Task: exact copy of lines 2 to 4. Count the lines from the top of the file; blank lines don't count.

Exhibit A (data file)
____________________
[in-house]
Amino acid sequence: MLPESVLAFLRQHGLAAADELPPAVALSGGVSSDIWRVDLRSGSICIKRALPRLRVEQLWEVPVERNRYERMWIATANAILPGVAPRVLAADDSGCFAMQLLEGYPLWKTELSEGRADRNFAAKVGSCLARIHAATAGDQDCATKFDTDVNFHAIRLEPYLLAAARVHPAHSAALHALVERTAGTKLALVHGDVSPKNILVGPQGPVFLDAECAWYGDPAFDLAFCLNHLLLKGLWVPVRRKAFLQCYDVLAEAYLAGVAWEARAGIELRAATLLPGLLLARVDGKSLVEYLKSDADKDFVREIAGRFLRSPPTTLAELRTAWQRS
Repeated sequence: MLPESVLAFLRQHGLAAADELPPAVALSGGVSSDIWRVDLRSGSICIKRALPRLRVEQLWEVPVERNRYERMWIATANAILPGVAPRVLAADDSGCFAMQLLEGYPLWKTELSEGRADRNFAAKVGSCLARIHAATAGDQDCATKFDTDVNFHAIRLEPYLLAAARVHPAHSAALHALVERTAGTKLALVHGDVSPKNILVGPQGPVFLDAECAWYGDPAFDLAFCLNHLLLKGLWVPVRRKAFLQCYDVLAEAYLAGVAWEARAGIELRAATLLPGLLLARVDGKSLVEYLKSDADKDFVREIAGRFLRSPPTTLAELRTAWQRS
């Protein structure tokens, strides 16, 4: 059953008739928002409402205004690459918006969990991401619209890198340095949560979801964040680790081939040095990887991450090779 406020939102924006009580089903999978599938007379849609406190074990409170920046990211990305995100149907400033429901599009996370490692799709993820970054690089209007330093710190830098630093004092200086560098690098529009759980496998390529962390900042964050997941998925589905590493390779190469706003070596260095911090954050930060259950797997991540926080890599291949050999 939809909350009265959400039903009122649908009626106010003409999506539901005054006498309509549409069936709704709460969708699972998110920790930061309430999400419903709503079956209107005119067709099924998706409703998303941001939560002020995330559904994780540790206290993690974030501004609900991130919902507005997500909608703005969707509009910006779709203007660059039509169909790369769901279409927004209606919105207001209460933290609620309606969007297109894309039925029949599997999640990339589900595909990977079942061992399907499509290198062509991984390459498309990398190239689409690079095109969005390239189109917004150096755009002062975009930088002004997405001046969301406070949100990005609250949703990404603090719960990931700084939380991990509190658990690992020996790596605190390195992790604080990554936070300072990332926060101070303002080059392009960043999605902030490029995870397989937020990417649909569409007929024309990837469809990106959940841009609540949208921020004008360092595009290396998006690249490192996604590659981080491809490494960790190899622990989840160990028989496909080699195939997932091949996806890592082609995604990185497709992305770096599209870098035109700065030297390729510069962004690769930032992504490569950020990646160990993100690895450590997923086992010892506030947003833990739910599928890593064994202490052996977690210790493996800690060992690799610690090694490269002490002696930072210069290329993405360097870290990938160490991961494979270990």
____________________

Amino acid sequence: MLPESVLAFLRQHGLAAADELPPAVALSGGVSSDIWRVDLRSGSICIKRALPRLRVEQLWEVPVERNRYERMWIATANAILPGVAPRVLAADDSGCFAMQLLEGYPLWKTELSEGRADRNFAAKVGSCLARIHAATAGDQDCATKFDTDVNFHAIRLEPYLLAAARVHPAHSAALHALVERTAGTKLALVHGDVSPKNILVGPQGPVFLDAECAWYGDPAFDLAFCLNHLLLKGLWVPVRRKAFLQCYDVLAEAYLAGVAWEARAGIELRAATLLPGLLLARVDGKSLVEYLKSDADKDFVREIAGRFLRSPPTTLAELRTAWQRS
Repeated sequence: MLPESVLAFLRQHGLAAADELPPAVALSGGVSSDIWRVDLRSGSICIKRALPRLRVEQLWEVPVERNRYERMWIATANAILPGVAPRVLAADDSGCFAMQLLEGYPLWKTELSEGRADRNFAAKVGSCLARIHAATAGDQDCATKFDTDVNFHAIRLEPYLLAAARVHPAHSAALHALVERTAGTKLALVHGDVSPKNILVGPQGPVFLDAECAWYGDPAFDLAFCLNHLLLKGLWVPVRRKAFLQCYDVLAEAYLAGVAWEARAGIELRAATLLPGLLLARVDGKSLVEYLKSDADKDFVREIAGRFLRSPPTTLAELRTAWQRS
């Protein structure tokens, strides 16, 4: 059953008739928002409402205004690459918006969990991401619209890198340095949560979801964040680790081939040095990887991450090779 406020939102924006009580089903999978599938007379849609406190074990409170920046990211990305995100149907400033429901599009996370490692799709993820970054690089209007330093710190830098630093004092200086560098690098529009759980496998390529962390900042964050997941998925589905590493390779190469706003070596260095911090954050930060259950797997991540926080890599291949050999 939809909350009265959400039903009122649908009626106010003409999506539901005054006498309509549409069936709704709460969708699972998110920790930061309430999400419903709503079956209107005119067709099924998706409703998303941001939560002020995330559904994780540790206290993690974030501004609900991130919902507005997500909608703005969707509009910006779709203007660059039509169909790369769901279409927004209606919105207001209460933290609620309606969007297109894309039925029949599997999640990339589900595909990977079942061992399907499509290198062509991984390459498309990398190239689409690079095109969005390239189109917004150096755009002062975009930088002004997405001046969301406070949100990005609250949703990404603090719960990931700084939380991990509190658990690992020996790596605190390195992790604080990554936070300072990332926060101070303002080059392009960043999605902030490029995870397989937020990417649909569409007929024309990837469809990106959940841009609540949208921020004008360092595009290396998006690249490192996604590659981080491809490494960790190899622990989840160990028989496909080699195939997932091949996806890592082609995604990185497709992305770096599209870098035109700065030297390729510069962004690769930032992504490569950020990646160990993100690895450590997923086992010892506030947003833990739910599928890593064994202490052996977690210790493996800690060992690799610690090694490269002490002696930072210069290329993405360097870290990938160490991961494979270990």